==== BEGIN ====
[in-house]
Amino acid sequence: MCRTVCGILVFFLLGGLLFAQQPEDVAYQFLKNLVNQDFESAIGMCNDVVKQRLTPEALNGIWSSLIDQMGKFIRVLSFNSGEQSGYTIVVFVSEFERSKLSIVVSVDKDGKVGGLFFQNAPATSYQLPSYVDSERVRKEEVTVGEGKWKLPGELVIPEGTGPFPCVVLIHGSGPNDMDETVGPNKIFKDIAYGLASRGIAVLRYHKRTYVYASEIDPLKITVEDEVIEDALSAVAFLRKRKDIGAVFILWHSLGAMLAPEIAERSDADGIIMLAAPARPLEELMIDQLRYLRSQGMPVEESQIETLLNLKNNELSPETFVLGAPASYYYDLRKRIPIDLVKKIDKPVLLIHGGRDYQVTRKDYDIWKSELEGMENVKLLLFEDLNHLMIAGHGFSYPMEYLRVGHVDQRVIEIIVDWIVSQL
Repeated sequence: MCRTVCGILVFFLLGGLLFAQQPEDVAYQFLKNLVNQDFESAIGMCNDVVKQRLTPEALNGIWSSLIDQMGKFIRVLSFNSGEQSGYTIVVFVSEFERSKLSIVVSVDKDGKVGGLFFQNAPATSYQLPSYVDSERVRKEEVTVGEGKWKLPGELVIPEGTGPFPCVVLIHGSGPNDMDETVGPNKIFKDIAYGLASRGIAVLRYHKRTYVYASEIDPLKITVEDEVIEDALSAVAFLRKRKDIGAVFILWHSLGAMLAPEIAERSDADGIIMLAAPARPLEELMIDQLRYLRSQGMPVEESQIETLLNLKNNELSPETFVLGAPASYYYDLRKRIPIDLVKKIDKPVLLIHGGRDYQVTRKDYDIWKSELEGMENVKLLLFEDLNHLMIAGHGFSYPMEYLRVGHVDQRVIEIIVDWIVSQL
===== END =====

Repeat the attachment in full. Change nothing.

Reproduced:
[in-house]
Amino acid sequence: MCRTVCGILVFFLLGGLLFAQQPEDVAYQFLKNLVNQDFESAIGMCNDVVKQRLTPEALNGIWSSLIDQMGKFIRVLSFNSGEQSGYTIVVFVSEFERSKLSIVVSVDKDGKVGGLFFQNAPATSYQLPSYVDSERVRKEEVTVGEGKWKLPGELVIPEGTGPFPCVVLIHGSGPNDMDETVGPNKIFKDIAYGLASRGIAVLRYHKRTYVYASEIDPLKITVEDEVIEDALSAVAFLRKRKDIGAVFILWHSLGAMLAPEIAERSDADGIIMLAAPARPLEELMIDQLRYLRSQGMPVEESQIETLLNLKNNELSPETFVLGAPASYYYDLRKRIPIDLVKKIDKPVLLIHGGRDYQVTRKDYDIWKSELEGMENVKLLLFEDLNHLMIAGHGFSYPMEYLRVGHVDQRVIEIIVDWIVSQL
Repeated sequence: MCRTVCGILVFFLLGGLLFAQQPEDVAYQFLKNLVNQDFESAIGMCNDVVKQRLTPEALNGIWSSLIDQMGKFIRVLSFNSGEQSGYTIVVFVSEFERSKLSIVVSVDKDGKVGGLFFQNAPATSYQLPSYVDSERVRKEEVTVGEGKWKLPGELVIPEGTGPFPCVVLIHGSGPNDMDETVGPNKIFKDIAYGLASRGIAVLRYHKRTYVYASEIDPLKITVEDEVIEDALSAVAFLRKRKDIGAVFILWHSLGAMLAPEIAERSDADGIIMLAAPARPLEELMIDQLRYLRSQGMPVEESQIETLLNLKNNELSPETFVLGAPASYYYDLRKRIPIDLVKKIDKPVLLIHGGRDYQVTRKDYDIWKSELEGMENVKLLLFEDLNHLMIAGHGFSYPMEYLRVGHVDQRVIEIIVDWIVSQL